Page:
June 15-19 Explained: Two Years Since Antwon Rose's Death & Making A Living Working Outside
On this week’s Pittsburgh Explainer, we revisit a story from our series Still Working, produced by Margaret J. Krauss and Kevin C. Brown about how work shapes who we are and how we see the world.
Millions of Americans work outside, in agriculture, construction, and many other professions. Still Working looks at the work of a minor league baseball player, a dairy farmer, and a lifeguard.
In the midst of national protests against racism and police brutality, this week Pittsburgh marked the two-year anniversary of the death of Antwon Rose Jr. Rose, who was black, was 17-years-old when he was shot in the back by white East Pittsburgh police officer Michael Rosfeld.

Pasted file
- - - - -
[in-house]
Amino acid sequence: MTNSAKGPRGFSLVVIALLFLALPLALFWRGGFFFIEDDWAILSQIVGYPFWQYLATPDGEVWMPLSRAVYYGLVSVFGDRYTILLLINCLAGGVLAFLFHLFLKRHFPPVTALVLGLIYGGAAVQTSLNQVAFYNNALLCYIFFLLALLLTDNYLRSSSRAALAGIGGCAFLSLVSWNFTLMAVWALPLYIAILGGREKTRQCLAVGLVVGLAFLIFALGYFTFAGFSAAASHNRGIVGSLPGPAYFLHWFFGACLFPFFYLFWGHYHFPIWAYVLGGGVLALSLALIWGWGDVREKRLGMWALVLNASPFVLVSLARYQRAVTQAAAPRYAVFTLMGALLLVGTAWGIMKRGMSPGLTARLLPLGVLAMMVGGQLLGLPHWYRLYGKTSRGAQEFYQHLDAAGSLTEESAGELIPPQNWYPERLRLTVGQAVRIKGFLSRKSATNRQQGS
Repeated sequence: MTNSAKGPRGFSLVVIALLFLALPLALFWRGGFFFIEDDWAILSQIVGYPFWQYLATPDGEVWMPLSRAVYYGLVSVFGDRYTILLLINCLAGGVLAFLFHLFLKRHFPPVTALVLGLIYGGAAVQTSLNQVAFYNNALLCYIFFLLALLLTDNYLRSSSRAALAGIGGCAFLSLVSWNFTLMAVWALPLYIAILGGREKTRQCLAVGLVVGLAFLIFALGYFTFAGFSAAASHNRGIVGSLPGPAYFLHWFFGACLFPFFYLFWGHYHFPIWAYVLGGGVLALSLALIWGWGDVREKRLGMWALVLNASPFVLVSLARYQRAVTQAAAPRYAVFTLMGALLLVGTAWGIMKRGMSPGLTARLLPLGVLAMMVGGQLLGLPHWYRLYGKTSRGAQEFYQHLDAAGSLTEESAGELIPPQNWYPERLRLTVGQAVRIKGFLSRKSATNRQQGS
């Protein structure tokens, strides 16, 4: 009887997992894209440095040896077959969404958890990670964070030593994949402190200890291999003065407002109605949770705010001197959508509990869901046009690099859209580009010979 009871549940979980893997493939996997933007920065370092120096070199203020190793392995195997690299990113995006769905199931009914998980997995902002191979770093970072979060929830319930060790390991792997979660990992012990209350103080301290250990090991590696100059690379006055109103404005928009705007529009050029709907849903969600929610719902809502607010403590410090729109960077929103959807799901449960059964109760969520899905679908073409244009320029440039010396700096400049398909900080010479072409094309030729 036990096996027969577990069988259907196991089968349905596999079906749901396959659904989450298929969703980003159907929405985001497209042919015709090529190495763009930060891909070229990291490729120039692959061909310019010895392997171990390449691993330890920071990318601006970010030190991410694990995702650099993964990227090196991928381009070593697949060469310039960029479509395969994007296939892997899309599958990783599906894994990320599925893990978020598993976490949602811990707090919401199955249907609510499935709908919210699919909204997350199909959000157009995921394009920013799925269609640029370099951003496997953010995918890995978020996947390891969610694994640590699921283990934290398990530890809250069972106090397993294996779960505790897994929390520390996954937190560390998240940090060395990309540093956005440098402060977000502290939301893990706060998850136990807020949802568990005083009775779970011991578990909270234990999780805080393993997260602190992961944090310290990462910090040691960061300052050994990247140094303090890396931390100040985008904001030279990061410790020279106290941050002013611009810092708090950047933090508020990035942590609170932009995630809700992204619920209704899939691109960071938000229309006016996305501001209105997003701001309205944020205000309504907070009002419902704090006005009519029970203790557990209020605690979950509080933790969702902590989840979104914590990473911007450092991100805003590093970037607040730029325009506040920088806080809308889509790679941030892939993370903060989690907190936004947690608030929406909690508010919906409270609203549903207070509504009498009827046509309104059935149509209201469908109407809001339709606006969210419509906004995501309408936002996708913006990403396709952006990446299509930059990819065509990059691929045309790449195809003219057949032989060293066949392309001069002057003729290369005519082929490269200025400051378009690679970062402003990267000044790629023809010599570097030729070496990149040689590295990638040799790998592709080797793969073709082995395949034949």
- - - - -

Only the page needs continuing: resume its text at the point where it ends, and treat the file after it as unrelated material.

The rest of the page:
Eight months later, Rosfeld was found not guilty of homicide, among other charges.
Rose’s death and the subsequent verdict sparked protests throughout the city. The teenager’s name is still chanted at today’s demonstrations.
“Turn up, don’t turn down, we do this for Antwon.”— Katie Blackley (@kate_blackley) June 13, 2020
Rose was 17-years-old when he was shot. He had been running away when an East Pittsburgh Police Officer shot him three times in the back. The officer was charged with manslaughter (and other charges), but convicted on none. pic.twitter.com/mio6kKLsBg